necropolis for those without sleep

Let me begin by saying this; that my love for music brought me here. A place where music has, in some way, become the enemy. That’s not to say I despise it. No, I want to study it even more. I want to understand if there is in fact a way to undo this indifference. I’m not quite sure I look forward to the answer. But this much I’ll say; if ignorance is bliss, then knowing is hell. Someday, and maybe not too long from today, all of us will forget about or simply remain ignorant of everything around us and what makes us human, whatever that may mean today or in the future. Maybe then, a semblance of a form of ‘utopia’ is visible. Cold, mechanical and insatiable. Maybe then, I’ll find a way to get lost and die trying. And just like today, how I found the meaning of life but because the translation was so bad it made no sense, keep questioning to know.

The Cultural Cold War, where the prefix ‘Cultural’ symbolises the strategies and methods built around the interest of engagement during the Cold War, is a significant period where culture was widely exported as part of state propaganda by the US promoting the promise of democracy. Musicologist Stuart Nicholson, in his book Jazz and Culture in the Global Age, addresses the complexities of the internationalisation of Jazz music during the Cold War, stating, “…the successful projection of image over reality, whereby American jazz ceased to be “a thing in itself,”[ ]…[ ]instead came with the weight of American cultural power behind it, projecting the symbols and myths of American democracy and freedom to encourage other nations to be sympathetic to the ideology of the United States…”. Yet methods of disseminating power and control over society, particularly through music, has been prevalent as far back as the 14th century, where minstrels are paid to serve kings, singing praises of their rule. Today, the resonances and residues of similar strategies by both public and private bodies in its efforts to demonstrate economic prowess and openness permitted / encouraged by the state, is not merely through cultural exports that is leading Singapore in the 21st century. The city-state’s Smart Nation programme is an initiative that invites another round of social, political and economic inquiry altogether; the overlapping roles and interest of private and public institutions and their influence / control over the public, people and spaces. Where venture capitalists, artists, entrepreneurs and policy makers are further embroiled and entangled in the dominant capitalist narrative where the presence, existence and roles of the general public and its spaces are often ignored or exploited (who truly benefits or profits from products / services such as Facebook and Google?) in an attempt to run and feed the economy (and those who operate it), this present landscape (referred to as a necropolis) offers a brief impression of a past riddled with control, power and contradictions. Amplifying theories of writer and researcher Evgeny Morozov, where he wrote, “Technological amnesia and complete indifference to history (especially the history of technological amnesia) remain the defining features of contemporary Internet debate.”, this work references and draws parallels from the concept / ideas behind the late 18th century invention by Wolfgang von Kempelen, the Mechanical Turk (also alluding to the present day usage / presence of the term and service by electronic commerce company Amazon.com), ‘necropolis for those without sleep’ reflects on systems of power and the desire to project (protect) it, examining the complex network and relationships of the political, economic and social landscapes and ask questions pertaining to the role of the public in the present neoliberal climate, where control mechanisms such as fear, entertainment and boredom are calibrated to orchestrate supply without demand.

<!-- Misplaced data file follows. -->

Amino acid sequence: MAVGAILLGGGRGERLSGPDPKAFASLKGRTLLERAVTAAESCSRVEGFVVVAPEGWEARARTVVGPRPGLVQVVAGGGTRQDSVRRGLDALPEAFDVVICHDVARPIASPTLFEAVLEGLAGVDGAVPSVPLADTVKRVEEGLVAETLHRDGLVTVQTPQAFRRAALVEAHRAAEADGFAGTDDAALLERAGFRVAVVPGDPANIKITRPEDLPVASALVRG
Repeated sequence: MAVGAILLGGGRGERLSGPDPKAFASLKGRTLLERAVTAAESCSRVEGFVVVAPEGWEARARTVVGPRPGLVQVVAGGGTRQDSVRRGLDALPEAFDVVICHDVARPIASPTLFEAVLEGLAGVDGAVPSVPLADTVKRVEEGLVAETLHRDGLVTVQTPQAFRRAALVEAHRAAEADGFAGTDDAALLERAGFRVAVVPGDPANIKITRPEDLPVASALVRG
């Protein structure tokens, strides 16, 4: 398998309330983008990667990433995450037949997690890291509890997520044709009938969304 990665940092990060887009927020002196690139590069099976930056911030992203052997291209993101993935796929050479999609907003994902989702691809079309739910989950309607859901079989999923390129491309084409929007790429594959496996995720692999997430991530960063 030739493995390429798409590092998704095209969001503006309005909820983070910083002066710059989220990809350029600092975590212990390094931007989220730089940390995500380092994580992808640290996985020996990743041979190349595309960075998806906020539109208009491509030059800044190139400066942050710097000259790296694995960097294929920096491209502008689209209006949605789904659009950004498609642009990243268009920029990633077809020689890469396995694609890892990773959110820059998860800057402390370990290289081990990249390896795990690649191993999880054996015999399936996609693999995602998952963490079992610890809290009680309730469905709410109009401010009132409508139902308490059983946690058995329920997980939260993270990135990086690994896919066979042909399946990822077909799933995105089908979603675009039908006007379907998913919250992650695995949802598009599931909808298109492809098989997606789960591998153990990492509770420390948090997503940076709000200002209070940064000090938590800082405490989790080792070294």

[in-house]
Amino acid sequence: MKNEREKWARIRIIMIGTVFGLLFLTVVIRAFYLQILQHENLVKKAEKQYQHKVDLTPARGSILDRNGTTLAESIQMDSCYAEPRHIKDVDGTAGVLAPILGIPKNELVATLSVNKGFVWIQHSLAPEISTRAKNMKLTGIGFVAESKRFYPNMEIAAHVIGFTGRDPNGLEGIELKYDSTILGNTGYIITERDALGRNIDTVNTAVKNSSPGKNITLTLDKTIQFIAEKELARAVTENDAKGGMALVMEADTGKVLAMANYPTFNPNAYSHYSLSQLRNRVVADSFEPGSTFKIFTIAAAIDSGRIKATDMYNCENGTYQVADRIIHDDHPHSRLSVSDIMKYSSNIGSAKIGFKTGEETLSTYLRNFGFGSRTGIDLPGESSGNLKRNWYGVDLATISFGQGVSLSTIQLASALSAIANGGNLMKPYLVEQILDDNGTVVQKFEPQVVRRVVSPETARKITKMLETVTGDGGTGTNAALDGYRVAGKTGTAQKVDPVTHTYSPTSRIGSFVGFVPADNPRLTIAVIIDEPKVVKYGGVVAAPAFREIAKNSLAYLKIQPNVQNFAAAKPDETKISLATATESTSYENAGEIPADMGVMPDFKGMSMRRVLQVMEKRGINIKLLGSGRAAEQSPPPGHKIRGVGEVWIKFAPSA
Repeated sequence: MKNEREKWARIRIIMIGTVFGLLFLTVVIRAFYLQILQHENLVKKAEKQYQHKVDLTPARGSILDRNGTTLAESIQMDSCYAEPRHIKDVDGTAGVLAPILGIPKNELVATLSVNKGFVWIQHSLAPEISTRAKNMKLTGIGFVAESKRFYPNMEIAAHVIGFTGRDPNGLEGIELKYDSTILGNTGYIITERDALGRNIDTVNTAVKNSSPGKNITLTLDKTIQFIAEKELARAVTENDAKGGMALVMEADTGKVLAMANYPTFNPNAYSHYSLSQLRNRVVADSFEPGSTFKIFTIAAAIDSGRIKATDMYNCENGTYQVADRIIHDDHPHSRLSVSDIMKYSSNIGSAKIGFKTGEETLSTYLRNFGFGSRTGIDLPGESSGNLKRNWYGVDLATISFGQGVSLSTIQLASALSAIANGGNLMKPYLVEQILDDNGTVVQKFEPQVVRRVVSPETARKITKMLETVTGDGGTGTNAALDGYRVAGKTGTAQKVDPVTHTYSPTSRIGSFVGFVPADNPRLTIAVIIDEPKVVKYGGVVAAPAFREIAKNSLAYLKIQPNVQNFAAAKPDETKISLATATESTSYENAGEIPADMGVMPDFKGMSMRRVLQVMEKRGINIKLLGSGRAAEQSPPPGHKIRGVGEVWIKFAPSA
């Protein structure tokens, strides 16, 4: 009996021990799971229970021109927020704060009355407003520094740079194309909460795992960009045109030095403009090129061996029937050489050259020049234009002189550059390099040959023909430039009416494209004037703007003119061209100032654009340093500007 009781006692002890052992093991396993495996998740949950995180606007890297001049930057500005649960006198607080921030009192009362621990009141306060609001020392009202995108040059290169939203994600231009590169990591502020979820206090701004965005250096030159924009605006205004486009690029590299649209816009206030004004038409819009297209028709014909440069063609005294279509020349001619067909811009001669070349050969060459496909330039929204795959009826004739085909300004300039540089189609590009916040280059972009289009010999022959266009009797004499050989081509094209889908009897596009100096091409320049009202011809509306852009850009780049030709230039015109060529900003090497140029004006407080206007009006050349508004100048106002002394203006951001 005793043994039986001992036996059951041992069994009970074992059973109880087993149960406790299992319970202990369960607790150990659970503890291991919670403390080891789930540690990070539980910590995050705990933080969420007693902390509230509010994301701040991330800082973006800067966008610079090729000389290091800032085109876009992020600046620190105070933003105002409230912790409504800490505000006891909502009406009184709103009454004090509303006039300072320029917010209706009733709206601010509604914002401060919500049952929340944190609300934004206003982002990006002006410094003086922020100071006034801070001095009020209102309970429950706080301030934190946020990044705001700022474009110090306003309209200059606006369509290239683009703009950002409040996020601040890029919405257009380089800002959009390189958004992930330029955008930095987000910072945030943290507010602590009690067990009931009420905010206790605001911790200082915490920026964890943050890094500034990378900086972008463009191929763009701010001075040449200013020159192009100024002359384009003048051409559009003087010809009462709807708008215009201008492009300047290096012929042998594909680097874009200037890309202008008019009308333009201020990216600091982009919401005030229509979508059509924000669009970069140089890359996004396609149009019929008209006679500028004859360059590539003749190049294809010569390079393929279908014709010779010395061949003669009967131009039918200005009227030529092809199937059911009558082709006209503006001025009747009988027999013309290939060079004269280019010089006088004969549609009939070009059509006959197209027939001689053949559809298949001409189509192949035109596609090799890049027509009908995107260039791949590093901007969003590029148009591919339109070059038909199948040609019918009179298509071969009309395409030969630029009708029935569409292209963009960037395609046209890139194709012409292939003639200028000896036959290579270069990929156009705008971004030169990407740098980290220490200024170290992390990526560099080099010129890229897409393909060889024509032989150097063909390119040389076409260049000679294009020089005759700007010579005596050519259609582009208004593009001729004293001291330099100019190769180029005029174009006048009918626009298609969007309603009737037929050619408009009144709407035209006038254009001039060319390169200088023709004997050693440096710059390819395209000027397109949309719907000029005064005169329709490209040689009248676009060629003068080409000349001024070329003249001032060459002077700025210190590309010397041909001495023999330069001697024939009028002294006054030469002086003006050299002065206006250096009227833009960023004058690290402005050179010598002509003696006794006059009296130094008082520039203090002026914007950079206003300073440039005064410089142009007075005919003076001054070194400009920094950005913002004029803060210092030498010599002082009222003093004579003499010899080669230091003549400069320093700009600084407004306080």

Installation with custom designed mechanical turks, computer-programmed chess game, 3D printed chess pieces and jumpsuits.
TV monitor, CCTV and texts digitally printed on A4 cardstock.
cut-up A4 photo paper with frames.
rubber ducks.
Dimensions variable

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